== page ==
The local scour around bridge piers is a time-dependent process, in which two characteristic scour depths can be defined (Raudkivi & Ettema 1983; Melville & Chiew 1999). Under mobile-bed conditions, the scour depth increases with the approach velocity, showing the maximum scour depth . This is the stage of the clear water scour because the shear stress away from the pier is less than its critical value. After this peak, the live-bed scour or scour with sediment transport occurs. That is, the scour depth decreases slightly with increasing velocity and the equilibrium scour depth is reached. It has been reported that the equilibrium scour depth is about 90% of the maximum scour depth (Breusers *et al.* 1977; Raudkivi & Ettema 1983). Under live-bed conditions, the scour depth tends to fluctuate with time, which is due to bed form migration (Raudkivi & Ettema 1983; Melville & Chiew 1999). The scour depth averaged over a period is called the equilibrium scour depth. Existing formulas for local scour are to predict the equilibrium scour depths.

The highly 3D complicated flow is known to develop the scour hole locally around bridge piers (Melville & Coleman 2000). Specifically, the downflow ahead of the pier, the horseshoe vortex at the base of the pier, and the wake vortex result in the scour hole. The upstream part of the scour hole is made mostly by the downflow, and the slope at this part is most likely to be steep, being close to the angle of repose of the bed sediment. The scour hole around the upstream part of the pier generates the horseshoe vortex, which transports lifted particles away from the pier. The wake vortex, formed by the separation at the side of the pier, makes the downstream part of the scour hole.

*b*on a bed with non-cohesive uniform sediment particles is considered. If it is assumed that the flow is highly turbulent and the angle of attack is zero, then equilibrium scour depth is given by where

*V*is the approach velocity,

*y*is the flow depth,

*d*is the particle diameter, is the critical mean velocity associated with the initiation of particle motion on the bed, and

*b*is the pier width or the diameter of the pier. A dimensional analysis of Equation (1) leads to the following form: which is similar to the expression in Melville & Chiew (1999). Either Equation (1) or Equation (2) can be used for the ANN model to predict scour depths. However, it has been reported that the use of the dimensional form of the equation results in more accurate predictions (Bateni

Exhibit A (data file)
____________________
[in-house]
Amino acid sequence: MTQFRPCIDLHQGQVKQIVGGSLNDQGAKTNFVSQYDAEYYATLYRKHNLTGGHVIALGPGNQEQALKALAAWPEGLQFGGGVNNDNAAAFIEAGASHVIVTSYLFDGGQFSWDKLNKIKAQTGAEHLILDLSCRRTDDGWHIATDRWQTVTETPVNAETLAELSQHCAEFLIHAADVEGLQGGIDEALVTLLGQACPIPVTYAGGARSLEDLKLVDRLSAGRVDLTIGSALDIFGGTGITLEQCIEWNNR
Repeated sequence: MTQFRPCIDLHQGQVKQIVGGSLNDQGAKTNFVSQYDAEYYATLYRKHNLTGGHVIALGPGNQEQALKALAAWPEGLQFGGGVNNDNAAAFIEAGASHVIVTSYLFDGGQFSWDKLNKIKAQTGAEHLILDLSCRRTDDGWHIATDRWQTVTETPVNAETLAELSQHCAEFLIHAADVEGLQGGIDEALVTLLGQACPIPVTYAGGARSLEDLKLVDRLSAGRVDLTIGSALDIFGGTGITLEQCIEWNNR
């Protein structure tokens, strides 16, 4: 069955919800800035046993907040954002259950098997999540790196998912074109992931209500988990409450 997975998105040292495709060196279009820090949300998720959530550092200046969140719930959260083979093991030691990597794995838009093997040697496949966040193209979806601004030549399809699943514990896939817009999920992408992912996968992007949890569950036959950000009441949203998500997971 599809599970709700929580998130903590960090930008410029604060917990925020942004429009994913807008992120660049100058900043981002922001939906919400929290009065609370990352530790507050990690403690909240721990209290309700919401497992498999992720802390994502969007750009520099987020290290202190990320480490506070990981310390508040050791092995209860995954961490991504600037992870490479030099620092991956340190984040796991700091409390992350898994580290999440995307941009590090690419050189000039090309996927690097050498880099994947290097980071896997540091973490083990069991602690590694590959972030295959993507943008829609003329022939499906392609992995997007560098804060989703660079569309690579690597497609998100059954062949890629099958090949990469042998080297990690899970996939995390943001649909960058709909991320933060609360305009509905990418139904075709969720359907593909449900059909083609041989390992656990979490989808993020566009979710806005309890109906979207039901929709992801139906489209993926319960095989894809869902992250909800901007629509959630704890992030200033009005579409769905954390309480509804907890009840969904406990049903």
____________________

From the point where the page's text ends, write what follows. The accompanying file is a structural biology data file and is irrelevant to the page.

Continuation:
*et al.*2007a, b; Muzzammil 2010).

## Artificial neural network

An ANN is a mathematical model inspired by biological neural networks of humans or animals. It is used to approximate functions that can hardly be given by an exact relationship between variables. The ANN is generally presented by a highly interconnected structure consisting of an input layer, hidden layer(s), and an output layer. The number of hidden layers, representing the complexity of the problem, can be varied. The nodes called neurons receive and process the input signals and send an output signal to other nodes. Each node sums the product of every input and its weight and passes the sum through a transfer function to yield outputs. In the learning process, values of weights that connect node to node in each layer are determined. For this process, the standard error back propagation algorithm based on the delta rule is normally used.

## DATA QUALITY ASSESSMENT

In general, two approaches are available for assessing data quality, namely univariate and multivariate methods. The univariate method assumes that variables associated with the given problem are independent of each other, while the multivariate method assumes the existence of a correlation between the variables. Identifying outliers using multivariate methods is known to be statistically more correct because the univariate method may not identify some outliers if the data are correlated (Robinson *et al.* 2005). In the present study, the *z*-score method was used in conjunction with the univariate method, and the Euclidean distance method (EDM) and Mahalanobis distance method (MDM) were used in the case of the multivariate method.

A general procedure for assessing data quality for identifying outliers is as follows (Robinson *et al.* 2005; Alameddine *et al.* 2010; Sheppard *et al.* 2014). First, the data are plotted in a dimensional space and statistical properties of the data, including the average, median, mode, variance, and standard deviation are calculated. Statistical parameters such as *z*-score, proximity parameter, and the Mahalanobis distance are determined. The statistical parameter versus experiment number is plotted and a cutoff criterion is established. Data that exceed the cutoff criterion are identified. These data are considered to be outliers and are eliminated.

The *z*-score denotes the distance a data point is from the mean. The *z*-score is simply calculated by (here, *x* is the value of the data, is the mean, and is the standard deviation). To transform non-normal data to normal data, a power series transform such as the Box–Cox method is used (Johnson & Wichern 1998; Robinson *et al.* 2005). The EDM calculates the variance of a dependent variable (measured scour depth in the present study) for the closest five data points (scour variance). The variance of independent variables from the target point to its neighboring four points is determined (distance variance). The ratio of scour variance to distance variance is then computed and is referred to as the proximity parameter. The Mahalanobis distance is a multi-dimensional generalization of how far a point is located from a distribution. The Mahalanobis distance is calculated by (here, denotes the covariance matrix). The Mahalanobis distance denotes the number of standard deviations a point is from the mean of the distribution.

## APPLICATION TO LABORATORY DATA

### Assessment of data quality